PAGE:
BD: So you are currently pursuing studies in Marketing and Strategic Management and yet you already a cofounder and CEO of a marketing and communications based organisation. How did this happen? Tell us about the organisation.
TA: Innvexx Consulting is a Marketing and Communication company that helps brands play a meaningful role in people’s lives. As a service based organization Innvexx Consulting strives to influence a positive change in our community by addressing challenges that face our society through creative talent, project management and technical proficiency by providing innovative and effective business and social solutions. Visit our website for more info www.innvexx.com
BD: You started a promotional clothing agency. How did this come about and are you still running this agency?
TA: Yes it was my first and it was packet with huge learning curves. Things didn’t work out as I had planned but I will one day communicate the story in my autobiography. My entire focus is the success of Innvexx Consulting.
BD: You also head a web based communication and collaboration platform for learners and teachers? What is this? What is it about exactly and how did you come to doing this?
TA: Yes its wonderful e-Learning Solution more like your facebook and skype integrated as one, it is managed under Innvexx consulting on behalf of eSoftware Solutions. You can find a video that will give you an in-depth understanding of the platform and what it is on: https://www.youtube.com/watch?v=zZfpDfycouE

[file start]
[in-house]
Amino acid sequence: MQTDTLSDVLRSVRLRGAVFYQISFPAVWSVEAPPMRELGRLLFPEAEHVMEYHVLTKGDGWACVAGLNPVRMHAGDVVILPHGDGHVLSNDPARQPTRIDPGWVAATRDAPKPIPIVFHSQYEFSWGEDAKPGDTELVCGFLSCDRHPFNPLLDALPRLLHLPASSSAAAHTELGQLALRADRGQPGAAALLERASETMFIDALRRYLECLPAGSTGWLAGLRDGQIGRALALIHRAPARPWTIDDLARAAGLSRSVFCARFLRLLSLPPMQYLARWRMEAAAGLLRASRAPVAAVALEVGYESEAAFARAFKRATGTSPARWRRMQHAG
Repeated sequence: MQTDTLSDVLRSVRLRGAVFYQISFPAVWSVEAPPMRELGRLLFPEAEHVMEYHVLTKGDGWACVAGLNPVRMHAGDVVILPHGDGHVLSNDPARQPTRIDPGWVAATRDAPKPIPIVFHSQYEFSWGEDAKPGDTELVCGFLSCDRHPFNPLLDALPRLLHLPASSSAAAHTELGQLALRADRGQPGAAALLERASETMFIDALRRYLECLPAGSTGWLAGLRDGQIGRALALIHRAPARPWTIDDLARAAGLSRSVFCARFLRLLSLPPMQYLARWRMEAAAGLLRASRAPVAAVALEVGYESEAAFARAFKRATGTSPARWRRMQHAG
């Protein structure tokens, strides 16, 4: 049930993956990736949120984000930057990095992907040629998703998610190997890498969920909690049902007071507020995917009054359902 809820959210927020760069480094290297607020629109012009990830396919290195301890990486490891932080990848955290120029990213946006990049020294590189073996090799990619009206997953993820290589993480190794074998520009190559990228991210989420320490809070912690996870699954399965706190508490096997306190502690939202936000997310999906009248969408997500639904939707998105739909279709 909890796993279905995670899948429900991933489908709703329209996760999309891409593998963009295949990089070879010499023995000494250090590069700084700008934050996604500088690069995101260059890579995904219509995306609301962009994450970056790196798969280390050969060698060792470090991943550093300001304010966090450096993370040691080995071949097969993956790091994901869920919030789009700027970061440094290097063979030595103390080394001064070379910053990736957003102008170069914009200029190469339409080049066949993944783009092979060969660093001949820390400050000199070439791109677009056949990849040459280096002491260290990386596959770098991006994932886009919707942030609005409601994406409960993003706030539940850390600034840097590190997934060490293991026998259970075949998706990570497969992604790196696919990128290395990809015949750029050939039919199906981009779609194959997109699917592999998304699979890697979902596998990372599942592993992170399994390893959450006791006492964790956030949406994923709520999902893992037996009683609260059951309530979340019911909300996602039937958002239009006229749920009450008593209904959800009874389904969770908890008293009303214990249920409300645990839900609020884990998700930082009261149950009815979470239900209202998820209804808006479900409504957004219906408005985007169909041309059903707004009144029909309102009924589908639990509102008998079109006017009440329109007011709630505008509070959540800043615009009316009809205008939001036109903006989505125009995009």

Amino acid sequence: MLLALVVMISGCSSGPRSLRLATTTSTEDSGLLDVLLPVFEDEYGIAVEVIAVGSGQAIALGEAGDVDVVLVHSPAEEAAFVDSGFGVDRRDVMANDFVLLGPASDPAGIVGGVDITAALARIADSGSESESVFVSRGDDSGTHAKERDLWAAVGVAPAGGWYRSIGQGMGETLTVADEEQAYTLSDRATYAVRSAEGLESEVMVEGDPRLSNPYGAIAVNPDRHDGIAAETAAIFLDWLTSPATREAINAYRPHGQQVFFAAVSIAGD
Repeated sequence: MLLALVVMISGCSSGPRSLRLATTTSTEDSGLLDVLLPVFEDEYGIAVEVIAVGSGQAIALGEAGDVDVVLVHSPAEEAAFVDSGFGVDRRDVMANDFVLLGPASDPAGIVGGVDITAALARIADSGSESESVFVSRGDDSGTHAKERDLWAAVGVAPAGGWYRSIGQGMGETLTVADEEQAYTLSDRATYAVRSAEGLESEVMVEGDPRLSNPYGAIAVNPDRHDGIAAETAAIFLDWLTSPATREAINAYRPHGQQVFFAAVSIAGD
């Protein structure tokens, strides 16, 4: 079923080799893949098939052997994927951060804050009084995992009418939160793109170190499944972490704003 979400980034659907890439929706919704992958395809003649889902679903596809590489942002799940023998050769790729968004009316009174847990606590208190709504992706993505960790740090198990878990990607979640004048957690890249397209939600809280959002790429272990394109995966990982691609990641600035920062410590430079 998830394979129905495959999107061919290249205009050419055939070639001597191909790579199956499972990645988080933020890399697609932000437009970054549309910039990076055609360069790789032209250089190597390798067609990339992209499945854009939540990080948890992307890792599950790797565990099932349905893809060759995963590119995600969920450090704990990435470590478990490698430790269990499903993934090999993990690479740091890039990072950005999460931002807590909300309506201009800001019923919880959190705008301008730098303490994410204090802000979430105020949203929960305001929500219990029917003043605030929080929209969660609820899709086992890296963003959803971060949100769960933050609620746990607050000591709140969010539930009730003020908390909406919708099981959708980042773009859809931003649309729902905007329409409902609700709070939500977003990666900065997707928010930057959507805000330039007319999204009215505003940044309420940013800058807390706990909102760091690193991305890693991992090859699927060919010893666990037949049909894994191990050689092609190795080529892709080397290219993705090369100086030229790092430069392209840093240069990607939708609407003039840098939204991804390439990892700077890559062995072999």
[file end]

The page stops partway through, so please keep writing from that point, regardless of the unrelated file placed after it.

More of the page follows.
BD: The list is endless. You sit on (MANCO) the Management Committee and head the Marketing and Membership committee of the Black Management Forum (BMF Soweto).
TA: The BMF is a non- racial, thought leadership organisation founded in 1976, with the main purpose of influencing the socio-economic transformation of our country, in pursuit of socio-economic justice, fairness and equity. The BMF continues to be vocal on these aforementioned matters and has been keeping Corporate South Africa in check and encouraging participation of the broader South African stakeholders. The organisation stands for the development and empowerment of managerial leadership primarily amongst black people within organisations and the creation of managerial structures and processes, which reflect the demographics, and values of the wider society. Whereas the BMF is not apolitical, it is nonetheless non-partisan. The BMF is however not neutral on matters of transformation- it is unashamedly pro-transformation. I serve as the Marketing Manager for the BMF Soweto Branch which envisions seeing a transformed and self-sustainable Soweto community, with a highly skilled and well educated workforce; a world-class education system; and a vibrant, productive knowledge-based economy.
BD: As a motivational speaker, what message would you give to our upcoming black diamonds out there on careers, aspirations and life?
TA: “You are the creative force behind your life, as you think and act – so shall you become, and above all trust in God with all your being and power”
BD: Tell me, how do you do all of this? How do you juggle everything and what keeps you going?
TA: I know that it may sound like a cliché answer but it is all through the grace and strength of Christ. I don’t think I’d be capable if it was not because of my faith, it’s beyond the norm. Reading and studying the bible almost daily sharpens my thoughts and knowing that God is with me is all that keeps me going and going, and even going stronger and more powerful. It’s actually not that hard.
BD: Final words?
“My triumph will come from the positive I have on the well-being of the citizens of our nations, My fame will come from the numerous smiles I look to put on the hearts of many, My happiness shall come from the different lives I aspire to have an impact upon and finally bring more and more glory to God.”
(Thabo Afitlhile and The Late 1976 June 16 Hero “Tsietsi Mashinini” – Statue)